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Why we all need to address the Elephant in the room by Lanre Malaolu

[Image credit: Camilla Greenwell]

Lanre Malaolu is a London-based director, choreographer and performance artist working across theatre and film. Lanre’s choreographic work merges hip-hop & contemporary dance with physical theatre to create work which aims to enhance and challenge our social and political worldviews. He was the winner of the Zealous Emerge performance prize, a nationwide search championing the UK’s best-emerging performance artists in 2018. His work has featured at venues such as Sadler’s Wells, The Place and The Old Vic, as well as roster of international shows and screenings of his work.

Fusing physical theatre, hip hop dance, and featuring a live musical score, Elephant in the Room is an explosive solo that explores the mental health crisis and the phenomenon of toxic masculinity.
 
For a lot of young, black men who have had mental health problems, they either don’t know that they’re experiencing it, or just brush it off, put a brave face on and keep going. I think an element of that is a cultural thing. Any talk of depression or anxiety is met with a downcast eye of avoidance. We often avoid the things we know nothing about, or stray too far away from a societal “norm”.

Additionally, there is a stigma, a stereotyped image, of a person with mental health problems shaking in a corner, wearing a straitjacket. There’s also another layer which is perhaps more insidious and just as destructive, the fear of losing your sense of self. If you admit that you have depression or anxiety, do you change in the eyes of other people? Do you change in the eyes of your friends, your family? Can you still be the wife, the husband, the artist, the guy on the road who’s chilling with his boys?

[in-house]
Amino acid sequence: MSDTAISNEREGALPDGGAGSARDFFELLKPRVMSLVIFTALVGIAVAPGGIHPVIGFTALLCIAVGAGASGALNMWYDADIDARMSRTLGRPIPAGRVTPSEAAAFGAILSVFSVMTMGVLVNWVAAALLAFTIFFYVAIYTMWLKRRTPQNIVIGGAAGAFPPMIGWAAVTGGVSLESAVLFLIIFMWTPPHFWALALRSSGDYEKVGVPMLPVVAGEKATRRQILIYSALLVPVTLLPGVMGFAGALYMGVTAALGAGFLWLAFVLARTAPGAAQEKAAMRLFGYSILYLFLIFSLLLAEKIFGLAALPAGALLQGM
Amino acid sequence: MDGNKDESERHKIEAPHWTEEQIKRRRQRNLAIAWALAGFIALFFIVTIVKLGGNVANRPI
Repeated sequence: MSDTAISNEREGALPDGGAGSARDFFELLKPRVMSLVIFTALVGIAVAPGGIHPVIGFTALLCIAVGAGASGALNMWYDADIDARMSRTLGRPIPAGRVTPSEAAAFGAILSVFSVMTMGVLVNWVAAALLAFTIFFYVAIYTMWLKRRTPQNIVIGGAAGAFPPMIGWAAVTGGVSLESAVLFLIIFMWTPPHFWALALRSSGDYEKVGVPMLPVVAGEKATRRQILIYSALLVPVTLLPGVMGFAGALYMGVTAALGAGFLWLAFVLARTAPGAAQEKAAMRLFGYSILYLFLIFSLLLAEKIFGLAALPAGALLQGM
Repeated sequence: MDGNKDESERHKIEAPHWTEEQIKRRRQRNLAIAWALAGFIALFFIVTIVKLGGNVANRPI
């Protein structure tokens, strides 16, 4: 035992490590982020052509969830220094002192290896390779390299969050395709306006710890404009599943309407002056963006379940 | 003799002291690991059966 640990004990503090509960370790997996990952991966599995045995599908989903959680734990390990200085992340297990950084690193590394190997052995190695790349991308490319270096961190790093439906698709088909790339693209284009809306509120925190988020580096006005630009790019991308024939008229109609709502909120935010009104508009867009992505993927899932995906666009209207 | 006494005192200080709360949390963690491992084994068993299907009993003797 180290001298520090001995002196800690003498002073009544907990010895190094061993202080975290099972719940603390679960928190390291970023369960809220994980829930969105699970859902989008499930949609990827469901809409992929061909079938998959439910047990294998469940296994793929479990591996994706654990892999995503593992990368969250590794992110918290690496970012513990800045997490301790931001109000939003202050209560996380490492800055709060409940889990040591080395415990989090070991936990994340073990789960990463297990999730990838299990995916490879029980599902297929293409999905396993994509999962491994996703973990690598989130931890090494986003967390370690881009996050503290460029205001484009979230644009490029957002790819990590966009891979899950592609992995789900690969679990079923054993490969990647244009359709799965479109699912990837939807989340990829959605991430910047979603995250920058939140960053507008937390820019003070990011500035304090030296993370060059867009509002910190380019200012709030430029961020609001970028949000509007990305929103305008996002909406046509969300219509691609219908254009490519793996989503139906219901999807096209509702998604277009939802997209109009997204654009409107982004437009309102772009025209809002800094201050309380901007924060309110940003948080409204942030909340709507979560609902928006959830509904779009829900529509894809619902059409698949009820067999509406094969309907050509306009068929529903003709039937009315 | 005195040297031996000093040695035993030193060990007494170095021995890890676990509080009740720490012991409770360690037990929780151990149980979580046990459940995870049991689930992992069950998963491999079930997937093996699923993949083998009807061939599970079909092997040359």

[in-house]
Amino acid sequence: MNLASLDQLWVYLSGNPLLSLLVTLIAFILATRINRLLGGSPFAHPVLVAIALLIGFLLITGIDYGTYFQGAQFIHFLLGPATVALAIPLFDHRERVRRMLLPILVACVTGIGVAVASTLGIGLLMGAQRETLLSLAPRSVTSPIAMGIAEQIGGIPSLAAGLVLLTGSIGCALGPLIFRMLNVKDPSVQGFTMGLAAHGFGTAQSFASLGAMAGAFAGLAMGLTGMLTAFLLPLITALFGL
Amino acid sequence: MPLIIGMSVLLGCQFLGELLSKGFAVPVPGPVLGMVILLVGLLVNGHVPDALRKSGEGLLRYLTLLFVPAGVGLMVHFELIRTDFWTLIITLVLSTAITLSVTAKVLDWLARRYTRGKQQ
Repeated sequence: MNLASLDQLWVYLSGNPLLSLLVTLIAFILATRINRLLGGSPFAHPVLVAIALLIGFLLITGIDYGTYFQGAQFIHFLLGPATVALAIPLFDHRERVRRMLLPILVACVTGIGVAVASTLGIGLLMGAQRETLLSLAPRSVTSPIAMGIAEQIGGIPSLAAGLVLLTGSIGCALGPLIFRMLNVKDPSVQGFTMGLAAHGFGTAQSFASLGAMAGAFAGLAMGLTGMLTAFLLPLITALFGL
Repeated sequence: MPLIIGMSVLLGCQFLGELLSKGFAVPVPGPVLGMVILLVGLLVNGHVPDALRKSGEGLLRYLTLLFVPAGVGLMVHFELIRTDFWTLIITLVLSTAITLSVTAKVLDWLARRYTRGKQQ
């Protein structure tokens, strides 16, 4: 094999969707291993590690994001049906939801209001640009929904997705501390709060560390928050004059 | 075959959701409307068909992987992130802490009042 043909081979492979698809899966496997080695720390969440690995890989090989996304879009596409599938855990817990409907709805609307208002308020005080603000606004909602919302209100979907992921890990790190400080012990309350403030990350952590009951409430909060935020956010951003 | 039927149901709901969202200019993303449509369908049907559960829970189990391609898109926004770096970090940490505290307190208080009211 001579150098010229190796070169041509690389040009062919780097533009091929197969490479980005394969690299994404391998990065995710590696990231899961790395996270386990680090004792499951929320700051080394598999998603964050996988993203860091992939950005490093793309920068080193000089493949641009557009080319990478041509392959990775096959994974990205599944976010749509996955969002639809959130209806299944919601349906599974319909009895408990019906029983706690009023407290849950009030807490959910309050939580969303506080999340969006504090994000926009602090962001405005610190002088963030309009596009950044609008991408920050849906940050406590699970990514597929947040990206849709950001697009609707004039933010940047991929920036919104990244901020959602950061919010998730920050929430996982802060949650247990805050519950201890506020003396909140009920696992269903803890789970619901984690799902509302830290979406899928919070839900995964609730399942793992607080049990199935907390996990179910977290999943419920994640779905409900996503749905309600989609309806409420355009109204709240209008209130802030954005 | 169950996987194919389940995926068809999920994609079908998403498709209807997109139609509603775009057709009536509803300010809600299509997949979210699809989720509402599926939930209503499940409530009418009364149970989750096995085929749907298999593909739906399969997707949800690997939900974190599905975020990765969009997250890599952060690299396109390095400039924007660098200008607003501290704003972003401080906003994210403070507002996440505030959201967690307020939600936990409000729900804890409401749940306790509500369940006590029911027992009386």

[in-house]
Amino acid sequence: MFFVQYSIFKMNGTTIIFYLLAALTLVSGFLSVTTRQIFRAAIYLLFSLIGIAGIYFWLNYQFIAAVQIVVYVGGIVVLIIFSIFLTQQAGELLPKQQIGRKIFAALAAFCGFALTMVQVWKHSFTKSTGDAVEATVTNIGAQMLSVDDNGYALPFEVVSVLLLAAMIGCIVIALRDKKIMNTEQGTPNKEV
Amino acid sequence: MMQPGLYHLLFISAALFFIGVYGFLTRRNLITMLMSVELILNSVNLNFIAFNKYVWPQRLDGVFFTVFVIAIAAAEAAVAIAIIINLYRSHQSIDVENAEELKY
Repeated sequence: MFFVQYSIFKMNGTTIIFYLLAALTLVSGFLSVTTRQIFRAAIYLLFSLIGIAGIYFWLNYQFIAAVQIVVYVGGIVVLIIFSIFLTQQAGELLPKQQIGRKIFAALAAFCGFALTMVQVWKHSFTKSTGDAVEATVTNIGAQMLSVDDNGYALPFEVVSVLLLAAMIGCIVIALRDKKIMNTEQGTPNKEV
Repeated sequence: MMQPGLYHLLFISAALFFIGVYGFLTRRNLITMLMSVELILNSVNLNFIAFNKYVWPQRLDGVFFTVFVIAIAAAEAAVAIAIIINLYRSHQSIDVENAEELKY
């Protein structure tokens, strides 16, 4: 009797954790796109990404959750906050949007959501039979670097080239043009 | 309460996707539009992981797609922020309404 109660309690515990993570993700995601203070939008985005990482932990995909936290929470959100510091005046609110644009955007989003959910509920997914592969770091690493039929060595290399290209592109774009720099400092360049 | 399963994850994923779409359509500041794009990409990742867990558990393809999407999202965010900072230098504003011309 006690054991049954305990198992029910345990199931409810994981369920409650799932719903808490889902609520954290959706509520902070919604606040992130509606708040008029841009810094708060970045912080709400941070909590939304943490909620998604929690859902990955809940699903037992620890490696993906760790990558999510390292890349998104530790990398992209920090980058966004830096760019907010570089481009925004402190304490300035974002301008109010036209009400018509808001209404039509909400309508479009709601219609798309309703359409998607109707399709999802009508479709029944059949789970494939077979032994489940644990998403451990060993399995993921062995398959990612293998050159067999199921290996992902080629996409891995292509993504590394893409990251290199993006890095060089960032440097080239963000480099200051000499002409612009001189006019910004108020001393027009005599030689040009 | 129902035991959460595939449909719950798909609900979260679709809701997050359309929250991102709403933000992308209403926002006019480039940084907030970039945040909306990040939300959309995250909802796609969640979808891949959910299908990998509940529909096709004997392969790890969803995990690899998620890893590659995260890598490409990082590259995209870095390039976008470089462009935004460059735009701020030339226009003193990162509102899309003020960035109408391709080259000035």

It’s almost like you are tainted. You’re seen as damaged, different, weak.

I aim to deepen the narrative of mental health issues from the perspective of a young black man, to spark conversation and touch those who may have different backgrounds but share common experiences.

[Image credit: Camilla Greenwell]

In regard to the construct of the piece, I started with a very simple idea, something that every single human being on this planet does. This was linked to the simplicity of everyday life becoming something else when experiencing mental health issues. I developed that into a movement/text sequence. As I developed the piece further, I started to not only deepen that idea, but to also explore different characters, physicality and where sound/music lives in the piece.

I was also very keen to explore where comedy fits within the show. I’m a firm believer that the best way to get to an audience’s heart is to make them laugh first. I wanted to make sure I explored as many light shades as the dark as, essentially, we’re talking about life. I’m talking about life. And if I’m talking about the darkness, I’m going to talk about the light – I want to bring those out through physical moments, in the absurdity of the simple things.

It’s been a challenging but insightful journey bringing this show to life. On the one hand, I’m exploring pretty personal experiences and emotions within myself and those close to me, so I’ve had to understand the level of sensitivity needed in doing that. But on the other hand, it’s been an exciting journey of trial and error in fusing movement, words and sound in a unique way within the show.

This semi-autobiographical work, written and performed by Lanre Malaolu, will premiere for a three-week run at Camden People’s Theatre from 02 - 20 April 2019. Following its run at Camden People’s Theatre, Elephant in the Room will be presented at the Surf the Wave national dance showcase event at Poole Lighthouse on 17 May, and at DanceEast, Ipswich, as part of a double bill with dance artist Mohamed Toukabri on 21 June.

Elephant in the Room received Camden People’s Theatre’s Home Run Commission which is supported by the Paul Hamlyn Foundation.

The development of the work has also been supported by Talawa, The Wellcome Collection, MGC futures, Arts Council England, Trinity Laban, The Place and Battersea Arts Centre.